C. How has Oil contributed to the Military Regimes?
To some extent it may be arguable that Nigeria’s oil wealth was a significant contributory factor to the rather lengthy spells of military rule the country has witnessed since Independence in 1960. One point to note is that, in principle, military regimes often purport to be patrimonial in orientation; which means that the military leaders generally believe that it is their responsibility to administer the state and manage, allocate and dispense its resources in the manner that they deem fit in line their personal convictions in the interest of the public. More specifically however, patrimonialism as a distinct feature of many military regimes may be regarded as involving a political system in which the ruling class (in this case military officers) appropriate the power and resources of state essentially for their personal benefits and for their supporters (see Theobald, 1982).

In order to adequately evaluate the impact of the oil resource on military regimes in Nigeria, it may be necessary to first highlight some of the key elements that define the patrimonial character of military rule: (1) government is typically based on a single strongman supported by a close network of state officials (2) state officials typically do not recognize distinctions between public and private realms, (3) political offices are generally regarded as means of patronage by the ruling elite, (4) the political system is often defined by the existence of several patron-client networks (Ikpe, 2000, p.147-148). In view of these defining features of military regimes, the existence of huge oil resources in Nigeria and the consequent inflow of stupendous revenues from crude oil sales evidently provided considerable incentive for the successive military regimes in the country to seek to hold on to power. It is perhaps in this regard that it has been suggested that the oil resource fuelled the rampant corruption associated with past military regimes in the country – particularly those of Generals Ibrahim Babangida and Sani Abacha whose regimes were reputed to have plundered the oil revenues the country earned during their respective spells in power (see for instance Sala-i-Martin and Subramanian, 2003).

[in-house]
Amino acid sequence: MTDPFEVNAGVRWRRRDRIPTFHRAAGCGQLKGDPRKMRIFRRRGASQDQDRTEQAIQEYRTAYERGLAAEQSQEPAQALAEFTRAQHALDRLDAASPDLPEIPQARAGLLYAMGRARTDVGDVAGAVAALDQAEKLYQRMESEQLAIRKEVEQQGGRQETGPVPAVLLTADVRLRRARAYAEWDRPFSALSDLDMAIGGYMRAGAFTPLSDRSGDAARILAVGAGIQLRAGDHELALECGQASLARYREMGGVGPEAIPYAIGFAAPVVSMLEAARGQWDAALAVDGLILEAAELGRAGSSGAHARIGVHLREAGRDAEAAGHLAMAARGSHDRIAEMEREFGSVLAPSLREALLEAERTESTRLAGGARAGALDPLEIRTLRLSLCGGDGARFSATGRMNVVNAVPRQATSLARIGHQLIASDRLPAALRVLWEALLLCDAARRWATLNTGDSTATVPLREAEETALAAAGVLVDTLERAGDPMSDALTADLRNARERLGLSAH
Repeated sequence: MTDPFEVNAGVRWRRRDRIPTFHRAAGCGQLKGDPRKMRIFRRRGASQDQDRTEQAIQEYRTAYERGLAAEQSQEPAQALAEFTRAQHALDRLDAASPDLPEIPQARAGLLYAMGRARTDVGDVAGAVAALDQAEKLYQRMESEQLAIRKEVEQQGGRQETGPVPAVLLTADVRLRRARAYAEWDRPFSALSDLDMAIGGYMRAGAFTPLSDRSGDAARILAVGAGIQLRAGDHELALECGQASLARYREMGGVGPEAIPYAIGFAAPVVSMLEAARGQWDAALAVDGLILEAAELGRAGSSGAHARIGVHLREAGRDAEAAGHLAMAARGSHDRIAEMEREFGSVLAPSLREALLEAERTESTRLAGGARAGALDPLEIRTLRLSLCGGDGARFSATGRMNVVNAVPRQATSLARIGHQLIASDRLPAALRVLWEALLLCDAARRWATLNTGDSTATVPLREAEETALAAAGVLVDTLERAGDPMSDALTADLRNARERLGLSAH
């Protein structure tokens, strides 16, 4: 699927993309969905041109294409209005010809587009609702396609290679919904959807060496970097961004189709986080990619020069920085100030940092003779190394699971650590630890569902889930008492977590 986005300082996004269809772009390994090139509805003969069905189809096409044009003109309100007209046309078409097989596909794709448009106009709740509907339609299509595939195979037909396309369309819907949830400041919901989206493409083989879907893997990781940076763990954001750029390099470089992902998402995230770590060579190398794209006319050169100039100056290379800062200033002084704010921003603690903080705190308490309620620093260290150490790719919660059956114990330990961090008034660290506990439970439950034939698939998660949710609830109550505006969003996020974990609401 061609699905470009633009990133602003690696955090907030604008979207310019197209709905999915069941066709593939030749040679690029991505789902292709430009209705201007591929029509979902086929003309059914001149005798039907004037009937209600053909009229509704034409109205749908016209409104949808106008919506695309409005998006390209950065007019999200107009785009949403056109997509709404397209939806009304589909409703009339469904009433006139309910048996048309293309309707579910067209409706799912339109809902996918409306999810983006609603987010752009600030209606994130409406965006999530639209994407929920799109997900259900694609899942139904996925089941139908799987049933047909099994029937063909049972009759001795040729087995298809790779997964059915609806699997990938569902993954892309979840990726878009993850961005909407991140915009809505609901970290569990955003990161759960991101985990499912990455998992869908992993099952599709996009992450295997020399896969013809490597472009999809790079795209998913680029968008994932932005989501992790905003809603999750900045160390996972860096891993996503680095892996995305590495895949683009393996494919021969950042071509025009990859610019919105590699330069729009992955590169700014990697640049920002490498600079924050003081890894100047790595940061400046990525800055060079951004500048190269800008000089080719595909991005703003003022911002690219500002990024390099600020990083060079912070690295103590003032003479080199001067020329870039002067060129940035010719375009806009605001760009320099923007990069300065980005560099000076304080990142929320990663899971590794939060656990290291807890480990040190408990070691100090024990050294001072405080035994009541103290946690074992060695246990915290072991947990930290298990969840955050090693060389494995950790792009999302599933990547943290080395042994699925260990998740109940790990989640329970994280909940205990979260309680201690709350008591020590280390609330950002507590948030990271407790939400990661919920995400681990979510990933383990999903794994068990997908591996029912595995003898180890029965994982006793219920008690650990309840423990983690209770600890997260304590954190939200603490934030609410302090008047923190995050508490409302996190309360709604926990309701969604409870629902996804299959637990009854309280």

Indeed, it is also possible that control of the vast oil wealth of the country helped the military consolidate and prolong its dominance of Nigeria’s political and economic spheres due to its ability to dispense patronage to individuals and groups that assisted in winning support for the regimes. And so not only were the military leaders interested in appropriating the oil wealth for their personal use, they also found it effective as a means of consolidating their power by dispensing favours and resource allocations to interest groups that were considered important for entrenching the military’s hold on power. Essentially, it may be argued that oil contributed to the military regimes prolonged stay in two key ways: (1) It heightened the patrimonial zeal of the military to remain in power and oversee the management of the huge wealth generated by the oil resource, (2) the oil wealth help them strengthen their position and suppress opposition by dispensing patronage to large segments of society in order to win support and legitimize their hold on power.

4. The Resource Curse and Economic Development in Nigeria

A. How Has the Resource Curse Affected Public Services?
Public service delivery is perhaps one of the key areas in which the impact of the resource curse is most evident. In a sense it may be suggested that the huge oil wealth, underpinned by corruption and incompetence of government officials, contributes to a generally poor dispensation of public services.

There are several dimensions to the effect of the resource course on Nigeria’s public services. One key dimension is the persisting struggle between the three tiers of government (federal, state and local governments) over the formula for sharing of crude oil revenues. Considering the fact that Nigeria operates a federal structure of government, service public service delivery takes place at different levels of government, and therefore to a large extent the successful execution of public services depends on the nature of intergovernmental relations that exist between the federal, state and local governments (Freinkman, 2007). Accordingly, disputes over the sharing of resources among the three tiers of government may significantly affect the provision of public services at all levels – particularly at the state and local government levels. Such disputes are indeed fairly frequent; and the state governments have had cause to question the sharing pattern of the ‘excess crude’ revenues – i.e. surplus revenues beyond the preset budgetary benchmarks (see for instance Business Day, 2011).

Yet it is difficult to understand why public service delivery is poor in Nigeria – to the same extent that it is difficult to understand the resource curse or paradox of plenty.